Medha Kulkarni has been one of the most popular bloggers on our website where she has written about all kinds of issues in menstruation, ranging from the goddess baggage to talking about it to men. She works at an art gallery in Mumbai and identifies herself as a feminist who is deeply engaged with art and design. An undergraduate degree from NIFT and masters in History of Art equips Medha with an insight that translates into writing about art and culture along with issues she feels strongly about. She blogs here, and is a contributor at Metrognome. Medha is among the first bloggers who contributed to Menstrupedia when it started out. Her first article on our blog was called ‘Let’s talk about it.’

Q: How did you decide upon the first article that you wrote for Menstrupedia?

Medha: I had just come back from London and it was the first time that I lived abroad. I had experienced a level of freedom over there that I never had in my life growing up. Growing up in India, if lack of freedom is all you know, you don’t question it. But then you experience something better and you come back to find that everything is just so frustrating. I was irritated by the fact that even though it was so hot in Bombay if I am travelling by public transport, I had to be so covered up. I was irritated by the fact that when I’d go to buy tampons, first of all I’d get a dirty look because for some reason tampons are associated with loss of virginity. Of course how dare I, considering I don’t have Sindoor or Mangalsutra on. The guy won’t even make eye-contact with me, he’d wrap it in a black polythene as if he is giving out drugs or doing something illegal. Parents would actually take their little kids away when I went up to announce that I need tampons at the counter. As far as the secrecy bit goes, I remember being told that this is a secret and that I shouldn’t be telling people about it, especially not boys. I did those things because I thought that’s how it’s supposed to be, but it just never made sense to me. Also, in the age of 13-15, when almost all our girlfriends are getting their period and sharing their experiences, there will always be at least one who’d say, ‘Eww, can we please change the topic and not talk about this?’ as if it were something disgusting. I just didn’t understand! I don’t find the process itself dirty too, for heaven’s sake we pee and poop – this is cleaner than that!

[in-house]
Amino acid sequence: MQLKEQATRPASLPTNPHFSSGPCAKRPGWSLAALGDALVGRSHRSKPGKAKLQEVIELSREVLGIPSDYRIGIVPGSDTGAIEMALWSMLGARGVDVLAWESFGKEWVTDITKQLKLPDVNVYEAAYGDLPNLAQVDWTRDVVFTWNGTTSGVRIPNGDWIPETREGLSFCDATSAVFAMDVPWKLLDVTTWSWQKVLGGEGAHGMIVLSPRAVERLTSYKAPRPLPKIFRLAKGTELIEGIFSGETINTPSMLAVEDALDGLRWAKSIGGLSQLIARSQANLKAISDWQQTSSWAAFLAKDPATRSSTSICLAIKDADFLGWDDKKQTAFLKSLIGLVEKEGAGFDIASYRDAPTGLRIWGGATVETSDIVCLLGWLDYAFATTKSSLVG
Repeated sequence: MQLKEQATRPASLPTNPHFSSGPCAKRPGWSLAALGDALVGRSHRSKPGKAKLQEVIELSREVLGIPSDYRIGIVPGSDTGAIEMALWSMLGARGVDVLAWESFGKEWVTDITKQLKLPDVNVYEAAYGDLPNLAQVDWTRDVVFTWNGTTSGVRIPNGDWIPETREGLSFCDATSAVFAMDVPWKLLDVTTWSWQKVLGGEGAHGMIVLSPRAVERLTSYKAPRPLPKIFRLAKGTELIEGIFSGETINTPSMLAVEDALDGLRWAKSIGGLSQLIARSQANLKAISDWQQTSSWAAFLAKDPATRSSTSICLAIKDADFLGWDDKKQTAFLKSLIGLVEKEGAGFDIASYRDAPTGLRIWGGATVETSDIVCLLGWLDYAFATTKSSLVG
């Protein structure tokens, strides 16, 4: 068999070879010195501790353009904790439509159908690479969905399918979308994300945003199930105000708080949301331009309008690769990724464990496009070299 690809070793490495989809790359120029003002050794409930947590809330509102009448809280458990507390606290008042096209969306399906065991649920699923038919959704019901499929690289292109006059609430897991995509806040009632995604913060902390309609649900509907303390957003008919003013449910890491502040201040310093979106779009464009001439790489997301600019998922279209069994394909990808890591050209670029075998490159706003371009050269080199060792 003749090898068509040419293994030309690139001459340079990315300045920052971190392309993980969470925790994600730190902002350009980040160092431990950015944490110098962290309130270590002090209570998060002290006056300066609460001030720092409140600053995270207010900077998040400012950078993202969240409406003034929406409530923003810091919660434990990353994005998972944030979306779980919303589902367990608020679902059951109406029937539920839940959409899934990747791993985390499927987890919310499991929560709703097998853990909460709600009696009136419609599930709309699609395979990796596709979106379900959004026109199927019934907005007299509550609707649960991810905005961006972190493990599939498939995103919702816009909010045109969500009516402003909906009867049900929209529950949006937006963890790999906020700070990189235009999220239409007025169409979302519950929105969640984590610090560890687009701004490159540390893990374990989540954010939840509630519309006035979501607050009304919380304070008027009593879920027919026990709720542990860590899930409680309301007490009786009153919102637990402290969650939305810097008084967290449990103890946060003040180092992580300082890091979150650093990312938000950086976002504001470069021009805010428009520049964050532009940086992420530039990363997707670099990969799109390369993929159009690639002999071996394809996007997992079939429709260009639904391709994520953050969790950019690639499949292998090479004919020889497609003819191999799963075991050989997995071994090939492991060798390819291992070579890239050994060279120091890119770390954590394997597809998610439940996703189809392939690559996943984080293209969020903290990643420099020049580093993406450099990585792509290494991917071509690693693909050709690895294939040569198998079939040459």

Q: Do you still struggle with the silence around menstruation?

Medha: Not anymore. I have gained a lot of confidence as I wrote more and more for Menstrupedia. While I had always disagreed with the secrecy, I didn’t want to piss people off or upset them. For instance, if my grandmother would not want me entering a temple on my period, even though I’d disagree with it, I would listen to her simply not to upset her. But recently I went to buy tampons and the guy tried to cover it with a bag, I immediately asked him not to saying that I am not ashamed of it and he shouldn’t be either. Interestingly I launched into a little speech over there! The people around me they all started smiling actually, the guy blushed and agreed with what I said. I haven’t yet reached a stage where perhaps I would tell my boss that I am not going to go for a meeting because my back is hurting, but I am getting there slowly. I feel that being a writer for Menstrupedia has empowered me to turn beliefs into actions now!